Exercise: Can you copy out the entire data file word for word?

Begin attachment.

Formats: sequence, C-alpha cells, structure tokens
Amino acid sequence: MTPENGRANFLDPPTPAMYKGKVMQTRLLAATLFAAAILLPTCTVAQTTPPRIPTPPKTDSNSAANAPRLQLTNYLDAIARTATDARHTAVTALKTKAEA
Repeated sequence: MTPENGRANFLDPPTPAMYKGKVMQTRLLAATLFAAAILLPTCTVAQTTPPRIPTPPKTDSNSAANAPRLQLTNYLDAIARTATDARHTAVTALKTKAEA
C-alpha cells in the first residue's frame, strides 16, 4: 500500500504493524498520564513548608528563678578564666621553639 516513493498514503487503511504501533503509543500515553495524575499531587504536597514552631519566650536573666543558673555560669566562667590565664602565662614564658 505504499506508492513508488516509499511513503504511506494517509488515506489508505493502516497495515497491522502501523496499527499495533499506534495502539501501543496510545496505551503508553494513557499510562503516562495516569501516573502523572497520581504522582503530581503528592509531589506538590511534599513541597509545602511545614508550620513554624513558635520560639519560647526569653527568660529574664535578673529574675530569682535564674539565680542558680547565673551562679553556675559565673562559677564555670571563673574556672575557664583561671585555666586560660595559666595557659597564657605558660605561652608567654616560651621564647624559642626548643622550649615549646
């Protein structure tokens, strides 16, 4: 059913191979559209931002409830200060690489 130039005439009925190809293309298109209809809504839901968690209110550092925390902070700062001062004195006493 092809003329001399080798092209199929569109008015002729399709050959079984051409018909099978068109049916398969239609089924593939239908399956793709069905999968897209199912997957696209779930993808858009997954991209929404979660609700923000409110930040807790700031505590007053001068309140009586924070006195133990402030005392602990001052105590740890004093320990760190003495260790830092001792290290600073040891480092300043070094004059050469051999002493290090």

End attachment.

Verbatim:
Formats: sequence, C-alpha cells, structure tokens
Amino acid sequence: MTPENGRANFLDPPTPAMYKGKVMQTRLLAATLFAAAILLPTCTVAQTTPPRIPTPPKTDSNSAANAPRLQLTNYLDAIARTATDARHTAVTALKTKAEA
Repeated sequence: MTPENGRANFLDPPTPAMYKGKVMQTRLLAATLFAAAILLPTCTVAQTTPPRIPTPPKTDSNSAANAPRLQLTNYLDAIARTATDARHTAVTALKTKAEA
C-alpha cells in the first residue's frame, strides 16, 4: 500500500504493524498520564513548608528563678578564666621553639 516513493498514503487503511504501533503509543500515553495524575499531587504536597514552631519566650536573666543558673555560669566562667590565664602565662614564658 505504499506508492513508488516509499511513503504511506494517509488515506489508505493502516497495515497491522502501523496499527499495533499506534495502539501501543496510545496505551503508553494513557499510562503516562495516569501516573502523572497520581504522582503530581503528592509531589506538590511534599513541597509545602511545614508550620513554624513558635520560639519560647526569653527568660529574664535578673529574675530569682535564674539565680542558680547565673551562679553556675559565673562559677564555670571563673574556672575557664583561671585555666586560660595559666595557659597564657605558660605561652608567654616560651621564647624559642626548643622550649615549646
């Protein structure tokens, strides 16, 4: 059913191979559209931002409830200060690489 130039005439009925190809293309298109209809809504839901968690209110550092925390902070700062001062004195006493 092809003329001399080798092209199929569109008015002729399709050959079984051409018909099978068109049916398969239609089924593939239908399956793709069905999968897209199912997957696209779930993808858009997954991209929404979660609700923000409110930040807790700031505590007053001068309140009586924070006195133990402030005392602990001052105590740890004093320990760190003495260790830092001792290290600073040891480092300043070094004059050469051999002493290090």